6-3 Toward Harmonization with Renewable Energy

-HTGR Concept for Accomplishing Hybrid Operation with Renewable Energy-


Fig.6-6 HTGR concept accomplishing economical hybrid operation with variable renewable electricity sources

Long time-scale variations can be compensated by adjusting the heat-to-power ratio using the coolant inventory and bypass flow controls at constant reactor power. Short time-scale variations can be compensated by varying the gas turbine power generation rate at the rated reactor power using the coolant inventory control with the help of massive core heat storage.



Fig.6-7 Dynamic behavior of the HTGR plant during load-following operation in a long time-scale variation of renewable power generations

Variations in renewable electricity generation can be compensated by an HTGR at constant reactor power and power generation efficiency.



Fig.6-8 Example hybrid operation using HTGRs and renewable electricity sources

The hybridization capability of an HTGR with renewable electricity generation can contribute to the realization of a zero-emission electricity generation system.


Wide-scale penetration of variable renewable electricity technologies, such as solar and wind energy, is expected in the near future to significantly reduce CO2 emissions and move toward a more sustainable electricity production. Due to the inherent stochasticity of many renewable sources, hydropower and fossil-based power plants have been required to balance the gaps between the supply and demand in the electric grid. However, using fossil fuel-based power plants are not a preferable option because these generators release massive amounts of CO2 into the atmosphere. Existing nuclear power plants are typically run in baseload mode to avoid any impact of power variation on components or power generation efficiency, which would lead to a decreased economic efficiency.

The development of an HTGR capable of offering economic CO2-free grid stability that has not been provided by other power generation technologies will promote its deployment in a carbon-constrained world. As a result of comprehensive review of unique HTGR characteristics, it was determined that a gas turbine can be used to compensate for seasonal and daily variations in renewable energy technologies without sacrificing power generation efficiency by controlling the coolant inventory because helium obeys the ideal gas law. In addition, the heat-to-power ratio in an HTGR can be adjusted at constant reactor power by varying the flow rate of a bypass line to a reactor and an intermediate heat exchanger due to the hydrogen and electricity cogeneration capability (Fig.6-6). Furthermore, the HTGR can change the power output on the order of seconds or minutes at a constant reactor power by using the inventory control with the aid of the large thermal capacity of the graphite reactor core. In summary, the electricity generation rate of an HTGR can be varied in accordance with various types of load variations induced by the use of intermittent renewable energy sources.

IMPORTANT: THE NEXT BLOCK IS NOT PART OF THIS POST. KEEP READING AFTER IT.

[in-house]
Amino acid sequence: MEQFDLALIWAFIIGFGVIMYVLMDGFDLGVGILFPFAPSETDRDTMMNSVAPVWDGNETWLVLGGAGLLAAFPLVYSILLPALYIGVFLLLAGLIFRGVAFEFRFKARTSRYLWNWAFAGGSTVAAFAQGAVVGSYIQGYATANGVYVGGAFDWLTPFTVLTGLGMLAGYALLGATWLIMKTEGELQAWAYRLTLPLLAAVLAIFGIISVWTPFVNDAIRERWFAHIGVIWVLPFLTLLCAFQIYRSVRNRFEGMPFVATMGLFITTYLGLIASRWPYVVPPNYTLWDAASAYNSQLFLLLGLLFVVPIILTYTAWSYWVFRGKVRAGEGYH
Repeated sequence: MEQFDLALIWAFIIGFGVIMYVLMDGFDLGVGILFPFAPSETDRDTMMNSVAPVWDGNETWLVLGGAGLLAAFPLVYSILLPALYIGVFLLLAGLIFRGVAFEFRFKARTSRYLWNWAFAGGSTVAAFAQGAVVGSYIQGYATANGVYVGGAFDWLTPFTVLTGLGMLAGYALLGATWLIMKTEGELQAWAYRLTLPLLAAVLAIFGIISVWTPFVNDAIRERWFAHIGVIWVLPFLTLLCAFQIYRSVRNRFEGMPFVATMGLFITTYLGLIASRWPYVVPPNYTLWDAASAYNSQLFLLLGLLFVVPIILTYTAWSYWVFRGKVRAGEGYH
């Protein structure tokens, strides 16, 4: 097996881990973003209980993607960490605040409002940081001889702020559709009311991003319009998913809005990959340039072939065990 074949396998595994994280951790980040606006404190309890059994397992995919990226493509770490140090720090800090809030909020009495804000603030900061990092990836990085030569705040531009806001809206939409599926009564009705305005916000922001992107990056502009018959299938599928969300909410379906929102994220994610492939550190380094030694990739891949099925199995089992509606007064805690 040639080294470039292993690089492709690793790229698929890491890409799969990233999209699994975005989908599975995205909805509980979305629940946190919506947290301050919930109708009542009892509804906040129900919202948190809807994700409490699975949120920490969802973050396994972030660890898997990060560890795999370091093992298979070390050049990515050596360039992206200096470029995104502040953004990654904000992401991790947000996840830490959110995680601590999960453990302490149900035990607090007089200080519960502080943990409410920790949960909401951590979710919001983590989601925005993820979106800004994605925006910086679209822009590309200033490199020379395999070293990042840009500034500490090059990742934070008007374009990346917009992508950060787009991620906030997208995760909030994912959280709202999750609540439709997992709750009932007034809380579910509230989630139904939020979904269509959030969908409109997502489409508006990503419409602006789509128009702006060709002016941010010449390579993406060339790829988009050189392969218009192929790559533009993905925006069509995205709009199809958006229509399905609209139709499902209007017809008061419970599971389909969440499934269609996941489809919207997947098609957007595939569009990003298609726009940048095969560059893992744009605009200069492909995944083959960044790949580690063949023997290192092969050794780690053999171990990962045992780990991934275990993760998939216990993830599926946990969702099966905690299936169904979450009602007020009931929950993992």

To demonstrate the efficacy of the operational strategies suggested above, numerical simulations were performed for load-following operations in long and short time-scale variations. The plant dynamics of the GTHTR300C, a commercial HTGR hydrogen and electricity cogeneration system designed by JAEA, were thus evaluated using a system analysis code based on RELAP5. Several improvements were made to the code to extend its applicability to HTGR cogeneration plants. The simulation results demonstrated that power generation rate of the GTHTR300C can be adjusted to correspond to the demand in a load-following scenario at constant reactor power and power generation efficiency without significant equipment modifications (Fig.6-7).

Overall, HTGRs were demonstrated to be capable of operating in a hybrid mode with variable renewable power generation and can thus contribute to the realization of a zero-emission power generation system (Fig.6-8).

(Hiroyuki Sato)


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